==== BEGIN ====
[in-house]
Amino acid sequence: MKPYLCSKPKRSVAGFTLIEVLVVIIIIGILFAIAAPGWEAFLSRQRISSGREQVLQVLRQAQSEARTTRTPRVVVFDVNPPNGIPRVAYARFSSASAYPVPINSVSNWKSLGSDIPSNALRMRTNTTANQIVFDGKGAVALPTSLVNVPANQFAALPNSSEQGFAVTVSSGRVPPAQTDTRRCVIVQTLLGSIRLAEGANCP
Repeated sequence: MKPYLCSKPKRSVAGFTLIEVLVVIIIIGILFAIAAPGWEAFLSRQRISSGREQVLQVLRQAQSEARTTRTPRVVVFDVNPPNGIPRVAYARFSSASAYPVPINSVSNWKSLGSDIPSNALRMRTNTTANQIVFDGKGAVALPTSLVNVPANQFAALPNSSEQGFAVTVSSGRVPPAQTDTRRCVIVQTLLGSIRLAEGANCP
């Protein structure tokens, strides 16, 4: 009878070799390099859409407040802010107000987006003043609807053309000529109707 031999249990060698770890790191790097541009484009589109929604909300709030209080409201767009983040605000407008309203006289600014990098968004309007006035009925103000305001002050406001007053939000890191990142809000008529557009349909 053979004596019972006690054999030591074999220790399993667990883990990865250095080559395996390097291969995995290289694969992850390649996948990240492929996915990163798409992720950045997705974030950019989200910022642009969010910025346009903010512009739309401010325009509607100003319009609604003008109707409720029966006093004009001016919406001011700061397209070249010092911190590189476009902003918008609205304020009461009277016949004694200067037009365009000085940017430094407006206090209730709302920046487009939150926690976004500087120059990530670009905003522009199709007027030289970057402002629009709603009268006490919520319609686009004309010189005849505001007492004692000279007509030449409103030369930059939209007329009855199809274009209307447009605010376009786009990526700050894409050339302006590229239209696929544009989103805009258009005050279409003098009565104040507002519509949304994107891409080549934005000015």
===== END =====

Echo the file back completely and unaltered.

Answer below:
[in-house]
Amino acid sequence: MKPYLCSKPKRSVAGFTLIEVLVVIIIIGILFAIAAPGWEAFLSRQRISSGREQVLQVLRQAQSEARTTRTPRVVVFDVNPPNGIPRVAYARFSSASAYPVPINSVSNWKSLGSDIPSNALRMRTNTTANQIVFDGKGAVALPTSLVNVPANQFAALPNSSEQGFAVTVSSGRVPPAQTDTRRCVIVQTLLGSIRLAEGANCP
Repeated sequence: MKPYLCSKPKRSVAGFTLIEVLVVIIIIGILFAIAAPGWEAFLSRQRISSGREQVLQVLRQAQSEARTTRTPRVVVFDVNPPNGIPRVAYARFSSASAYPVPINSVSNWKSLGSDIPSNALRMRTNTTANQIVFDGKGAVALPTSLVNVPANQFAALPNSSEQGFAVTVSSGRVPPAQTDTRRCVIVQTLLGSIRLAEGANCP
């Protein structure tokens, strides 16, 4: 009878070799390099859409407040802010107000987006003043609807053309000529109707 031999249990060698770890790191790097541009484009589109929604909300709030209080409201767009983040605000407008309203006289600014990098968004309007006035009925103000305001002050406001007053939000890191990142809000008529557009349909 053979004596019972006690054999030591074999220790399993667990883990990865250095080559395996390097291969995995290289694969992850390649996948990240492929996915990163798409992720950045997705974030950019989200910022642009969010910025346009903010512009739309401010325009509607100003319009609604003008109707409720029966006093004009001016919406001011700061397209070249010092911190590189476009902003918008609205304020009461009277016949004694200067037009365009000085940017430094407006206090209730709302920046487009939150926690976004500087120059990530670009905003522009199709007027030289970057402002629009709603009268006490919520319609686009004309010189005849505001007492004692000279007509030449409103030369930059939209007329009855199809274009209307447009605010376009786009990526700050894409050339302006590229239209696929544009989103805009258009005050279409003098009565104040507002519509949304994107891409080549934005000015």